Overcoming Employee Resistance to Cultural Change

resistance to cultural change

We all live with habits and patterns of behavior, even if we’re not aware of it. From the moment we wake up – almost without thinking – we follow the same routines in the same sequence. 1. Start the coffee maker 2. Shower 3. Get dressed 4. Drink coffee, etc. We enjoy routines and habits because they give our lives a sense of control and stability. They make us feel safe and comfortable. If you’re still unsure, just stay somewhere that doesn’t accommodate your morning routines, and you’ll quickly see how stressful it can feel to be without them. It’s understandable that when our routines are threatened or changed suddenly, it can really shake us up. 

Growing pains happen 

Cultural changes at work can have the same effect. It can be tough to go through. There’s a great article in the Harvard Business Review called, Ten Reasons People Resist Change by Rosabeth Moss Kanter, where she explains that, “Change is resisted because it can hurt,” and “Although leaders can’t always make people feel comfortable with change, they can minimize discomfort.” 

How to reduce the push-back 

When cultural change needs to happen, leaders can soften the blow by doing the following: 

  • Give employees some sense of control. As noted in the Psychology Today blog called, How Much Control Do You Have In Your Life, by Dr. Diane Dreher, “One of our basic human needs is a sense of control, to know that we have a choice, that our actions make a difference.”  Leaders can help with this by having employees participate in the change process, so that employees feel involved in the decision-making instead of reacting to choices that are out of their control. 
  • Give some advance warning.  Try not to bombard employees with unexpected changes all at once. Let them know in advance that things are likely to change in certain areas.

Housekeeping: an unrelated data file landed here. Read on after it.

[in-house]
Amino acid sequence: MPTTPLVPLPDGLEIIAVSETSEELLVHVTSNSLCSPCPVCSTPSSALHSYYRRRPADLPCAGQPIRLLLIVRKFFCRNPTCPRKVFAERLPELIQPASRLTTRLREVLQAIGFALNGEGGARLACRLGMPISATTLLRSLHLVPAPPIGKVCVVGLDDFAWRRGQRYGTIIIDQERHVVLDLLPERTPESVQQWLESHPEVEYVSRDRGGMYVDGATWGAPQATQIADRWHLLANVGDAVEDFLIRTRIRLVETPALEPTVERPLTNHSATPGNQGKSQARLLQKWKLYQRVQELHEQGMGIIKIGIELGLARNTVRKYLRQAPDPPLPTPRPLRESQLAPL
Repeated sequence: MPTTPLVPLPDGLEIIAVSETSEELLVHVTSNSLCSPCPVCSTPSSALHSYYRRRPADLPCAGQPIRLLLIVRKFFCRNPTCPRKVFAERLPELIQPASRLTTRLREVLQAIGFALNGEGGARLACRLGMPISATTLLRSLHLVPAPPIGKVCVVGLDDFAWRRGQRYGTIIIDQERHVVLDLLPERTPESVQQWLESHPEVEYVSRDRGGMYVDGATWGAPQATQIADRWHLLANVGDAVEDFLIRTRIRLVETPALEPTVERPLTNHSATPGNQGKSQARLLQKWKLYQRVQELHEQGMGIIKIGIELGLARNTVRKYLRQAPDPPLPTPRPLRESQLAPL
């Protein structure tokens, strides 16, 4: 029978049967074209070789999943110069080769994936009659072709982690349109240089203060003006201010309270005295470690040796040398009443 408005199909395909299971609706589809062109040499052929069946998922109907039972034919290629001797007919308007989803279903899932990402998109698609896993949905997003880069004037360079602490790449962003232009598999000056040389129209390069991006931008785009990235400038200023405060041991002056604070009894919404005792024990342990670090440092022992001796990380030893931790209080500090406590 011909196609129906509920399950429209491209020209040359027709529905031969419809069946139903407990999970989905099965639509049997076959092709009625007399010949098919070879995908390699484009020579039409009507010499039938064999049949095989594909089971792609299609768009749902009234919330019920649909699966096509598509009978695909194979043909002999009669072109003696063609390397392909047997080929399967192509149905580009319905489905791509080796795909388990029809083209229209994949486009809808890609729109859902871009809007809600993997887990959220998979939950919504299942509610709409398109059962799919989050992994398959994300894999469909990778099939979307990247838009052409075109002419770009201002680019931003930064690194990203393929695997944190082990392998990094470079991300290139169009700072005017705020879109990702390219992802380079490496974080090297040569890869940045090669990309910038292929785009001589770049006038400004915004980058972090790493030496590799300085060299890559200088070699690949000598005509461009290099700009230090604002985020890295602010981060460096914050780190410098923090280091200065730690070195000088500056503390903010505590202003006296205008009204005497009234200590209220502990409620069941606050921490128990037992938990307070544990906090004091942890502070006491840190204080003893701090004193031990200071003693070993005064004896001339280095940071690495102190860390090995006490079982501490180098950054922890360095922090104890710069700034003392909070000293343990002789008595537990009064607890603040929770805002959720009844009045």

• Be organized and methodical about the changes.  If there’s any confusion or uncertainty in how it all roles out, employees will feel it and it will quickly threaten their sense of safety and trust in the organization. Show them that they can trust the change, by rolling it out in a planned and well thought-out way. 
  • Understand and support staff through the process. Employees might not even realize it until their routines are taken away, but routines build confidence.  When employees are doing the same things for a while, they know what they’re doing and it shows!  That feels good, it’s predictable and easy.  But when cultural changes result in a new way of doing things, employees can quickly feel clueless and lost. Plus, let’s face it, learning something new adds more work to their work life. That can lead to resentment, frustration, and apathy.  To avoid all of that, give healthy doses of understanding. Acknowledge that change takes time and frustration is normal. Also, give support through quality training and mentoring that gives employees the time to understand and learn at their own pace, so they can get their confidence back ASAP.
  • Reward behaviors that are in line with the new cultural change. The reason: Rewards will help to ensure that employees repeat the behavior again and again.  As Charles Duhigg says in his Big Think video called “Creatures of Habit,” the reward is actually the reason why the habit happens in the first place. It’s how your brain decides, “Should I remember this pattern for the future or not.” 

Nothing spectacular ever came easy 

Resistance to cultural change is to be expected because it adds to employees’ workloads and it forces them to learn something new, making them feel incompetent for a bit which can rattle their confidence. If, however, your organization is preparedrealistic and supportive about the effects of change on its employees, the rewards can outweigh the discomfort in a big way.  

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